In our previous blog we explained how you can fundamentally improve your meetings. Maybe you’ve already started implementing some of it. Usually, however, new insights into how something can be improved alone aren’t enough. Odds are that you have the feeling that there is something in your way. We often hear things like “There are too many forces at play to change things all by myself.” And: “If I find this hard to implement already, how are we ever going to improve our meeting processes company-wide?” But what are these forces? What is it exactly that’s stopping you? And why do you settle for it, even if it means that you end up with a shortage of time at the end of the day? In answering these questions, many people will refer to the prevailing company culture.
When we talk about the company culture, we usually talk about the things that prevent us from realizing change. It’s therefore no surprise that the term company culture has a negative connotation to it for a lot of people. We often make a big deal of it as well. Like it’s something elusive, something that’s impossible or very hard to change. As if it’s something refined and unique to every company. In reality, however, it turns out that’s usually not the case. If you look at a Western company’s top 5 causes of poor change management, odds are 95% that the following 3 causes are at play:
- It’s acceptable to revoke decisions and agreements, often with the excuse that the vision and the policy of the organization haven’t been clearly communicated or are disputable;
- People aren’t comfortable letting things go due to a lack of trust, which results in people not taking ownership and being afraid to make mistakes;
- We value personal goals and the goals of our department over company goals, which results in the (internal) customer not being central anymore.
The company culture is about why we do things the way we do them, and the assumptions and convictions that underpin them. But if we look at the causes of poor change management, we notice that they all have something to do with the way in which we collaborate.
Collaborating = meeting
And what if we look at the meeting? You’ve guessed it; the causes of inefficient and ineffective meetings are exactly the same. From our meeting surveys we’ve gathered that the causes here, too, are the continual questioning of the status quo, the fact that everyone gets to chip in on everything, that decisiveness is lost under a lack of trust and ownership, and that people aren’t thinking in terms of bottom-line company results. That’s no coincidence, because meetings constitute the beating heart of collaboration in every company. But if we look at the causes of poor collaboration, it’s often more about the adjustment whereby Team A gives input for something that team B carries on with. And it’s precisely that sort of collaboration that the meeting is meant for.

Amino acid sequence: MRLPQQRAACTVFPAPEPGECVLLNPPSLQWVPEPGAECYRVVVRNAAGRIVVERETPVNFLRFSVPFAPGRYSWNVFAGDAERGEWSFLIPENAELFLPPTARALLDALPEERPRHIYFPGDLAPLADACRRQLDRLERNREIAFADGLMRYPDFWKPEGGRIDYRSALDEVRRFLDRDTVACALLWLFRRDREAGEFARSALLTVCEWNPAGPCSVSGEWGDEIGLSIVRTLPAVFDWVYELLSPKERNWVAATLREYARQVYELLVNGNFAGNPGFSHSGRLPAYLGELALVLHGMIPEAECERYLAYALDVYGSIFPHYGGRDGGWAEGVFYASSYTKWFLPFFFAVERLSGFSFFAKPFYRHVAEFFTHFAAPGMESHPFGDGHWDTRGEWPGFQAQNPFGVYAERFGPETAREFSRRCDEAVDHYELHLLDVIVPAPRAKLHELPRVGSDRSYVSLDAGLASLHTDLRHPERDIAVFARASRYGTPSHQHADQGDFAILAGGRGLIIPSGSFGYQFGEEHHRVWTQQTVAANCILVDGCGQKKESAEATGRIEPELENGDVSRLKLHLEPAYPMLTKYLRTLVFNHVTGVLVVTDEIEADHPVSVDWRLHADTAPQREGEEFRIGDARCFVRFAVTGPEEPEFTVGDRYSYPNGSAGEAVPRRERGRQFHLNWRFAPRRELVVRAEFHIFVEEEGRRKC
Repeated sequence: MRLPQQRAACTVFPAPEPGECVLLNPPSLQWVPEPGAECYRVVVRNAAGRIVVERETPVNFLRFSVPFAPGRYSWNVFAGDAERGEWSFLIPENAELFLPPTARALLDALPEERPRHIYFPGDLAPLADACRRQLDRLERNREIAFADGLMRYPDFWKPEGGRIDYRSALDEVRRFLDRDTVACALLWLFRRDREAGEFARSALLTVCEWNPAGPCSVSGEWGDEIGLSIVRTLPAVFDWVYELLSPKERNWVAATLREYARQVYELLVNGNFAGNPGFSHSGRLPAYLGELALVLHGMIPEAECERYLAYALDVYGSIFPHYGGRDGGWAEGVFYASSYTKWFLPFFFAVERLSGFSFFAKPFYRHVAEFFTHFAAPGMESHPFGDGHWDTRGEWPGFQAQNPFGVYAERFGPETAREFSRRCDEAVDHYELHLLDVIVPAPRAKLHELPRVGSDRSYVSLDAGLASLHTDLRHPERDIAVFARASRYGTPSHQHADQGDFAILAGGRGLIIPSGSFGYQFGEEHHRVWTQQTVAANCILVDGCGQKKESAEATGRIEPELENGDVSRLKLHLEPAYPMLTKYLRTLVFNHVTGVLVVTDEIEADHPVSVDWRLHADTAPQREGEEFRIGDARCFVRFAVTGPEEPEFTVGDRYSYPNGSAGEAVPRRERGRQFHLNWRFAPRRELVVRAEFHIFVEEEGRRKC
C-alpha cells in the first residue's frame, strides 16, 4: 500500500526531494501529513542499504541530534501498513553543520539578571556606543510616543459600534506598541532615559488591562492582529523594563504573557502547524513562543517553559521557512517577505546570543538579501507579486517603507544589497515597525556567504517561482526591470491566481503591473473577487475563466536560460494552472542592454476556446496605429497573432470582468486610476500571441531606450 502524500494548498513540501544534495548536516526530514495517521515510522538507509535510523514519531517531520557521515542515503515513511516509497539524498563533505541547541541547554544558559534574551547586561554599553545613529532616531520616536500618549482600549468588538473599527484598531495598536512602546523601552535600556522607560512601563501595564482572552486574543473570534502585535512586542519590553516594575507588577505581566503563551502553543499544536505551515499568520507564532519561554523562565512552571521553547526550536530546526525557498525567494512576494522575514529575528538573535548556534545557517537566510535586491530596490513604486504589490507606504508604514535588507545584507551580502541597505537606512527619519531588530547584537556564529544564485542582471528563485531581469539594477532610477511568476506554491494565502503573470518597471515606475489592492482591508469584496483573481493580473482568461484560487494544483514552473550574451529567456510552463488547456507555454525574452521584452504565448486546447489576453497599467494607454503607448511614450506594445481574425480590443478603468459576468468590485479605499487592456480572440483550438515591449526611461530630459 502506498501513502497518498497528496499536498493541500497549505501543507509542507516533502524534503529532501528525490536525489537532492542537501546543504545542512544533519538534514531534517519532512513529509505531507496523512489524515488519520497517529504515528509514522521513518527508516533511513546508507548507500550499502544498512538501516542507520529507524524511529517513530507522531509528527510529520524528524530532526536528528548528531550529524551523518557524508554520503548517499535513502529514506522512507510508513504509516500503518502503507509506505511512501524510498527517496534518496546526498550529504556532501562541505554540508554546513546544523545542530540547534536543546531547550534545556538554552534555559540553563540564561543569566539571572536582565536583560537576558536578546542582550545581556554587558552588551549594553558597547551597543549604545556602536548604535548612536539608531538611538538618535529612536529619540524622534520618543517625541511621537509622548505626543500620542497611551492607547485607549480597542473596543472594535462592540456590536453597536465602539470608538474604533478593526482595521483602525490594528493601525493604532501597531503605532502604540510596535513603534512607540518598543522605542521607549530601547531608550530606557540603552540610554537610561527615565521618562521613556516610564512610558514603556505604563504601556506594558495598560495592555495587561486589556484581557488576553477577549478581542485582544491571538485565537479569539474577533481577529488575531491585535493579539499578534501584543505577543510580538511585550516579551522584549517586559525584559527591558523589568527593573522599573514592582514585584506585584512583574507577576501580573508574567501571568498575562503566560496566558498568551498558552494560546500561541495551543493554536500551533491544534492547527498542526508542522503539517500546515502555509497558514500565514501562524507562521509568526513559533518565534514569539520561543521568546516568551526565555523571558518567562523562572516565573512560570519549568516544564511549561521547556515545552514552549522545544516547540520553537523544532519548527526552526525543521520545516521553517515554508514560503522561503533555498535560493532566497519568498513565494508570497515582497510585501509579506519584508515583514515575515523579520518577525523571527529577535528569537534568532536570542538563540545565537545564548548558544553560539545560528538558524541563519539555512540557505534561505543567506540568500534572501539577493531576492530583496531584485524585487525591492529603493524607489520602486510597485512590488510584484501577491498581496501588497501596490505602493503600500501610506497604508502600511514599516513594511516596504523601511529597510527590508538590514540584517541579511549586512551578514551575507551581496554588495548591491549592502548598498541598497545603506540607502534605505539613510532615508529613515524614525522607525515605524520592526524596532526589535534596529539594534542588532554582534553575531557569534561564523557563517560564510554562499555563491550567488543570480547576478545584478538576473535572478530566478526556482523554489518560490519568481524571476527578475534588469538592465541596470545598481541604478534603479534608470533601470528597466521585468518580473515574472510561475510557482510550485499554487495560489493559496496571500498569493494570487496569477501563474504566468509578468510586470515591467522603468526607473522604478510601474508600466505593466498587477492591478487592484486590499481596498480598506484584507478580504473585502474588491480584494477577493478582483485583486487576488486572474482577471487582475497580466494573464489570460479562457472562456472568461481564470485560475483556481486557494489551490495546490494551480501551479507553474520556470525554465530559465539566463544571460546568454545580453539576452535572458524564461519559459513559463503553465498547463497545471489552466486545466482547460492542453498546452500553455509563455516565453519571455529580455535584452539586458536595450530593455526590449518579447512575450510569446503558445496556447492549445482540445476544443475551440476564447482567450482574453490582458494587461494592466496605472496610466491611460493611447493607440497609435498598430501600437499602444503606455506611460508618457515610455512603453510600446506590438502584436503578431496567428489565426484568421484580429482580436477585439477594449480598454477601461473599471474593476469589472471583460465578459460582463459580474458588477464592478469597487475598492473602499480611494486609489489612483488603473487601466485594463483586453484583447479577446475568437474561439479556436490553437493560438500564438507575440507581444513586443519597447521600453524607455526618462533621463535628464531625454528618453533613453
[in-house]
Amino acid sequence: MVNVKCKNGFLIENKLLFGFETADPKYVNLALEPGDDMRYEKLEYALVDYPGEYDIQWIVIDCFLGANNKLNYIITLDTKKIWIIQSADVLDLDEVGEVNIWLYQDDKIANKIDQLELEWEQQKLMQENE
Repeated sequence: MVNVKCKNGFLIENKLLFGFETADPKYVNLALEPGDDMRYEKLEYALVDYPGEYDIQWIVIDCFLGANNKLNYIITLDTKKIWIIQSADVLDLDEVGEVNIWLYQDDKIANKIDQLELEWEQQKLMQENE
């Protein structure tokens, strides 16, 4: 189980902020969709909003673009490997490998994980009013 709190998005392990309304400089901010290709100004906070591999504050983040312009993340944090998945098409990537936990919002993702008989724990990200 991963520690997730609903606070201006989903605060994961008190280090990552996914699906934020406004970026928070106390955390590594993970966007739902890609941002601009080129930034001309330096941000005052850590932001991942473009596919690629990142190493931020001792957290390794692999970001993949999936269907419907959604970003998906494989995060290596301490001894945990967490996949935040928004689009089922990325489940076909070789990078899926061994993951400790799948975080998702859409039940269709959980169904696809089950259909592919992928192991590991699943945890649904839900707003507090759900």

Changing the company culture? How not to do it…
Already 25 years ago, Schaffer and Thomson wrote in their article Successful Change Programs Begin with Results in Harvard Business Review, that companies tend to call in all kinds of change activities that sound good on paper, but which barely add to the bottom-line results of the company. It often concerns activities that are far removed from the primary process: employee engagement trainings, empowerment, interdisciplinary collaboration, performance measurements, or task groups that reflect on the desired company culture. The underlying idea is that if you just do enough of these activities, results with follow naturally. There is, however, sufficient evidence that it doesn’t work that way. Yes, a little bit of a buzz may arise, but soon everything is back to the old ways. The takeaway is that you can only achieve lasting change by doing. If you want a different end result, tinker directly with the primary process to achieve it.
Improve the meeting culture!
As we’ve shown, the meeting is an important process in collaboration, especially in those aspects of the company culture that cause friction. We’ve also seen that you can only change by doing. From there it’s not hard to realize that it pays to optimize the meeting process: it improves collaboration, you improve by doing, and the time saved and faster decision-making will benefit the (other) primary processes.
You can do this all by yourself, without the need for setting up a complex change program or reserving big budgets. This is because when improving a meeting, you are, at most, indirectly dependent of other (meeting)processes. And if a domino-effect happens to occur, then that’s a nice bonus.
In our previous blog we showed you how to improve the meeting itself. That’s why we will limit ourselves here to the success factors for improving the meeting company-wide:
- Start small, inside the company hierarchy, and don’t rush things;
- Define (per meeting process) specific goals, not just in terms of saving time, but also think about the impact of faster decision-making;
- Assign a “protected status” to the meeting you’re trying to improve, to prevent people from reverting to old habits;
- Ideally, start with the management. Employees often directly copy management behaviour.
In case the management has the same mind set, it pays to assess where inside the organization the most energy exists to join in: pull tends to work better than push, after all. True change comes from within.